The Fire Chief certification was established by the State Board of Fire Services in the 1990’s as the capstone for the State’s professional certification and qualification system. Today, there are over 900 fire departments in the state with fire chiefs eligible to complete the process.




Chinese city leaders visit Costa Mesa to learn more about CERT

City and Fire Department leaders were pleased this week to host a contingent of Chinese government leaders from the city of Chengdu, who visited Costa Mesa as part of a multi-week, fact-finding mission on the best practices of Community Emergency Response Teams or CERT.

Brenda Emrick, the city’s CERT manager who has visited Chengdu several times last year for training purposes, said the group was in the United States on a study tour sponsored by The Asia Foundation. 

Welcoming the group to Costa Mesa along with Emrick was Mayor Steve Mensinger, CEO Tom Hatch, Police Chief Rob Sharpnack and CERT leaders from the State of California and the cities of Huntington Beach, Long Beach, Downey and Irvine as well as members of The Asia Foundation.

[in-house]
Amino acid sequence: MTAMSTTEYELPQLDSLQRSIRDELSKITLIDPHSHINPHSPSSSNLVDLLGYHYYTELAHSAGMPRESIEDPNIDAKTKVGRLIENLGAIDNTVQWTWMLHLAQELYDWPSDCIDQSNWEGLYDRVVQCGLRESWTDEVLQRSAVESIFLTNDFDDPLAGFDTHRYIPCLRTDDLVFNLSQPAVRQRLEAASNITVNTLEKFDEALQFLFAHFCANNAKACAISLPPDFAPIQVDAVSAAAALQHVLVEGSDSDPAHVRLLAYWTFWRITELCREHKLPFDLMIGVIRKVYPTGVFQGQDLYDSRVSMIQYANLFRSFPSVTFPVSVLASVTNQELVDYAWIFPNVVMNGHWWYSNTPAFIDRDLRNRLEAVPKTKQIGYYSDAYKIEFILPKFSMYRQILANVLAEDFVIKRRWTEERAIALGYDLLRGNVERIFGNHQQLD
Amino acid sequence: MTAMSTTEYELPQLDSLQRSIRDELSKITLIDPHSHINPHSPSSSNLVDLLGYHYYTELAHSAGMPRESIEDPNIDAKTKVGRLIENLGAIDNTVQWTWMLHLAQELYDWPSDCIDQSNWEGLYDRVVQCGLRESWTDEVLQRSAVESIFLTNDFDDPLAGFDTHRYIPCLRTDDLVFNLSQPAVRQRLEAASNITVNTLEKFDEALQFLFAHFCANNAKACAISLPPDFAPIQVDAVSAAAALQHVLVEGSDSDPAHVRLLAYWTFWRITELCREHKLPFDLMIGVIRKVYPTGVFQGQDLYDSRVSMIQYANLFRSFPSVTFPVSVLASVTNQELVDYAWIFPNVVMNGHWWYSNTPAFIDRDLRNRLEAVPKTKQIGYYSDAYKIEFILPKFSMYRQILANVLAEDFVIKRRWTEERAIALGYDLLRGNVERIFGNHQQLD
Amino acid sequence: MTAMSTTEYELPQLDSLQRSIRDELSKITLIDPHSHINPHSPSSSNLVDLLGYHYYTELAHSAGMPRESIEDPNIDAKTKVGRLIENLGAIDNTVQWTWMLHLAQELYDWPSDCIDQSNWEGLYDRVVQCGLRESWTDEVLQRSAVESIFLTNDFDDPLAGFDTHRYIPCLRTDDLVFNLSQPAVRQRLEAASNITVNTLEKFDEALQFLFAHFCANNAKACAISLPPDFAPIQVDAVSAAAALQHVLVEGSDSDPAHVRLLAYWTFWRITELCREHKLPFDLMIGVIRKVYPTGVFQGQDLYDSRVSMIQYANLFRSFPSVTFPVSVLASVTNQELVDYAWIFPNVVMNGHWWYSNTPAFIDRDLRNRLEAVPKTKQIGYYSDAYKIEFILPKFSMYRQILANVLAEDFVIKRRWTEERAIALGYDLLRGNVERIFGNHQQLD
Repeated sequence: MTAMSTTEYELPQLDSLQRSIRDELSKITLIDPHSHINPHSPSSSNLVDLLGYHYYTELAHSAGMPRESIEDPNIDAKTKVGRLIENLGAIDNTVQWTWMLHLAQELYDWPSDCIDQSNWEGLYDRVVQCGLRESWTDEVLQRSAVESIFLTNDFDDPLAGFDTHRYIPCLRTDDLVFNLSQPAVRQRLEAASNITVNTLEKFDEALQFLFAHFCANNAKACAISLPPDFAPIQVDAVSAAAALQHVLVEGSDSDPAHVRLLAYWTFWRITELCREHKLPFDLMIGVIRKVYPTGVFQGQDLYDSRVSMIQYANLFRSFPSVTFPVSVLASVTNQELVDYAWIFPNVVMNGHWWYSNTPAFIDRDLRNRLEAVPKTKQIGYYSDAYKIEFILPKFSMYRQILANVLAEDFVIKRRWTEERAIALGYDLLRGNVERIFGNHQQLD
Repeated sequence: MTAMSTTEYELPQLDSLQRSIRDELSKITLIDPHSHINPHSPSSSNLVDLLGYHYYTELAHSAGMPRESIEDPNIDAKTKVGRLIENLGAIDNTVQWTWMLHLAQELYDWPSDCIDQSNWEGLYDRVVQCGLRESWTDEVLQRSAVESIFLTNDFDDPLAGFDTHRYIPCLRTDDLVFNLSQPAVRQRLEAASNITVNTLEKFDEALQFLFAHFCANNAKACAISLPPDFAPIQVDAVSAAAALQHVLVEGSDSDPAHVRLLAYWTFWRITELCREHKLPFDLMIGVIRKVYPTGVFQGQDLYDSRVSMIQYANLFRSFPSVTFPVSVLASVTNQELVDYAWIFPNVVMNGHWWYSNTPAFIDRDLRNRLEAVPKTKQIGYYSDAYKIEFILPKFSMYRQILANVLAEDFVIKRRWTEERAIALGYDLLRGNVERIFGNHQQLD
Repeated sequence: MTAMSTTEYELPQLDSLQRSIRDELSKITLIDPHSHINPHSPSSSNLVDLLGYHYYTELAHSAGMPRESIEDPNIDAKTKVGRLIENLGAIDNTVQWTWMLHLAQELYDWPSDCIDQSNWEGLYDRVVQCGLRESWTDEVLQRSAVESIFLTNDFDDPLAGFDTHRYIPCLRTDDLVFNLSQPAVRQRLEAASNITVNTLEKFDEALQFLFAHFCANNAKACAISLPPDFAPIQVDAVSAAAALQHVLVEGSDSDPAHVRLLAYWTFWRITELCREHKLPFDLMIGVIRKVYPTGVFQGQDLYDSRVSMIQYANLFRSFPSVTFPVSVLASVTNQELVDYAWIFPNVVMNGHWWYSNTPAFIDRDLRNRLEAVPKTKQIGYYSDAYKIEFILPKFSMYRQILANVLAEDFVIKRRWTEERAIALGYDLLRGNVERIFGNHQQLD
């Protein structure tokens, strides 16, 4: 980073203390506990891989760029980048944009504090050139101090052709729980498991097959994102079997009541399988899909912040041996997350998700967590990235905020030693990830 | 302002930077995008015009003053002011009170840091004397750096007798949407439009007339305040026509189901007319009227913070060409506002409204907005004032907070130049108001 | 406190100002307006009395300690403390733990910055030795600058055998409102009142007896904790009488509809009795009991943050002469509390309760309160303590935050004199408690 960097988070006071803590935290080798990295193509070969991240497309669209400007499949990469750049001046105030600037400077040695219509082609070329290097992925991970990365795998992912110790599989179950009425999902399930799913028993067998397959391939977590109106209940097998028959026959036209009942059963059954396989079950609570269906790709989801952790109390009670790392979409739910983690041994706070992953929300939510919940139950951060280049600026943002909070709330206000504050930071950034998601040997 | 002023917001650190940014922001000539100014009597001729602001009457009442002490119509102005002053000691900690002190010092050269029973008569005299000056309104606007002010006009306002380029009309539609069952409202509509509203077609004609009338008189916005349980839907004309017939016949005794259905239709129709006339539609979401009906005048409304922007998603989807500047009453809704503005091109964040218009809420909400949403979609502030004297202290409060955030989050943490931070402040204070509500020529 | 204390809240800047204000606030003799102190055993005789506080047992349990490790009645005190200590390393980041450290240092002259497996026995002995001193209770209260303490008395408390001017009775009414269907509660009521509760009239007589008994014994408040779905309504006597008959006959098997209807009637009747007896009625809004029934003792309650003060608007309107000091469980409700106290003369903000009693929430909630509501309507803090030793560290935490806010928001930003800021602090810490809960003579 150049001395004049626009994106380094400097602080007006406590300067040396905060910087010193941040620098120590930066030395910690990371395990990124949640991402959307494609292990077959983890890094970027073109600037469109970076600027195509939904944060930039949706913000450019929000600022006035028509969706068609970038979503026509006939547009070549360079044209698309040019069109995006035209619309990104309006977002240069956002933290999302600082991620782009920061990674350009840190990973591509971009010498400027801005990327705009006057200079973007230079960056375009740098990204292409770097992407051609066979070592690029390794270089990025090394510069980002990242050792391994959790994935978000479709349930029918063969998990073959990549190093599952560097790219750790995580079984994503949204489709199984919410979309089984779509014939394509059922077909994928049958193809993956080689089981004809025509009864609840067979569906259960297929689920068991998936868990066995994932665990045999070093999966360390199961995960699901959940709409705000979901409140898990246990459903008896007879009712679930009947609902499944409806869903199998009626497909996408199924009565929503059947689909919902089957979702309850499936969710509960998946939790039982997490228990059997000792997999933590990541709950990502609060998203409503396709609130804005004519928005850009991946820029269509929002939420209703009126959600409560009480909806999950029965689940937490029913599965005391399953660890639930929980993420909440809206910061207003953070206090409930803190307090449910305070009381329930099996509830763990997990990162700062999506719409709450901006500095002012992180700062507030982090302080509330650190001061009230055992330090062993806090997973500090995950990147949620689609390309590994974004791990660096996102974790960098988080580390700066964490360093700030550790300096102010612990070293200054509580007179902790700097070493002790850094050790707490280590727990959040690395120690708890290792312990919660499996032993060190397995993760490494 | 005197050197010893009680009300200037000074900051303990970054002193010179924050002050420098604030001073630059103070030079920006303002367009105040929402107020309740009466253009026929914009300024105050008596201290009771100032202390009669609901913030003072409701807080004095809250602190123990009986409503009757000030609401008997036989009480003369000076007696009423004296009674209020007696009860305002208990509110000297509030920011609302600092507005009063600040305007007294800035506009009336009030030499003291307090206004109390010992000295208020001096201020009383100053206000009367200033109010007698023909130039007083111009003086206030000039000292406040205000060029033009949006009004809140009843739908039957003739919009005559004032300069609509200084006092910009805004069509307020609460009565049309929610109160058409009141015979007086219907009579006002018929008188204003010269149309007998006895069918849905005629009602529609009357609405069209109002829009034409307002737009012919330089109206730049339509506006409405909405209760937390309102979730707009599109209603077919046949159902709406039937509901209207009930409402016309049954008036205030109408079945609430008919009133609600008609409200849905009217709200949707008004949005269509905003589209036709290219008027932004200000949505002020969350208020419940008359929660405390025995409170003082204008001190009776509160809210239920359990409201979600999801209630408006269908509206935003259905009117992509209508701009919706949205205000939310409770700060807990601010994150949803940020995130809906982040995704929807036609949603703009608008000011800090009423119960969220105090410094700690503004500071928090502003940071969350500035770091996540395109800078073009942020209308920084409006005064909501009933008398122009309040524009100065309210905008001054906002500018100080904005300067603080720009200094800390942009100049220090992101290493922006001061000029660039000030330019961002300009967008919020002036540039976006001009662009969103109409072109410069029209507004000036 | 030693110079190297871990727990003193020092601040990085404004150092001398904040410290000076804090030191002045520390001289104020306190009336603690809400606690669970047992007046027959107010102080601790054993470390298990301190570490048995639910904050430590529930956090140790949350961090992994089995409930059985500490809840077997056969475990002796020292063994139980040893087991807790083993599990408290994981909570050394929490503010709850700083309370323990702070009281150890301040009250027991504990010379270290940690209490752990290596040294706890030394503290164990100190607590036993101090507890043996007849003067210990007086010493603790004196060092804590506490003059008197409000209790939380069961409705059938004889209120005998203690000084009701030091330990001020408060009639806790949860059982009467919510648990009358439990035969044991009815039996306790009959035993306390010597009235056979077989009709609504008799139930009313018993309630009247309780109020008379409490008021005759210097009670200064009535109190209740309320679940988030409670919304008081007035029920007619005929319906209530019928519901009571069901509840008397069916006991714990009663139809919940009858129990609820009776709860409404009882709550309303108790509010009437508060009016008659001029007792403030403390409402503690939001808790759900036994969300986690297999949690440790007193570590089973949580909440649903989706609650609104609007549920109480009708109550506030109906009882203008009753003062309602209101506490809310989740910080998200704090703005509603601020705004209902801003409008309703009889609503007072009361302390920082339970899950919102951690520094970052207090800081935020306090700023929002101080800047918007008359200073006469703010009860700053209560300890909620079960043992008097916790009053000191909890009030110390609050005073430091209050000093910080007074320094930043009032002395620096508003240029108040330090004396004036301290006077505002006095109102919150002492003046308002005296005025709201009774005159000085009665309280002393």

Chen Liuting, who represented The Asia Foundation, said the visitors from Chengdu were all emergency managers who had prior training from the Federal Emergency Management Association. She said the city of Chengdu in the Sichuan Province of China has a population of 13 million people.

“It is a big city with lots of responsibilities,” she said. “That’s why there are here to learn more about CERT.”

The past two weeks the group has been studying at the University of Maryland, before winding up in Costa Mesa on Tuesday and Wednesday. During their visit to Costa Mesa, the group got a tour of the city’s Emergency Operations Center as well as a visit to Orange Coast College to learn about campus-based CERT.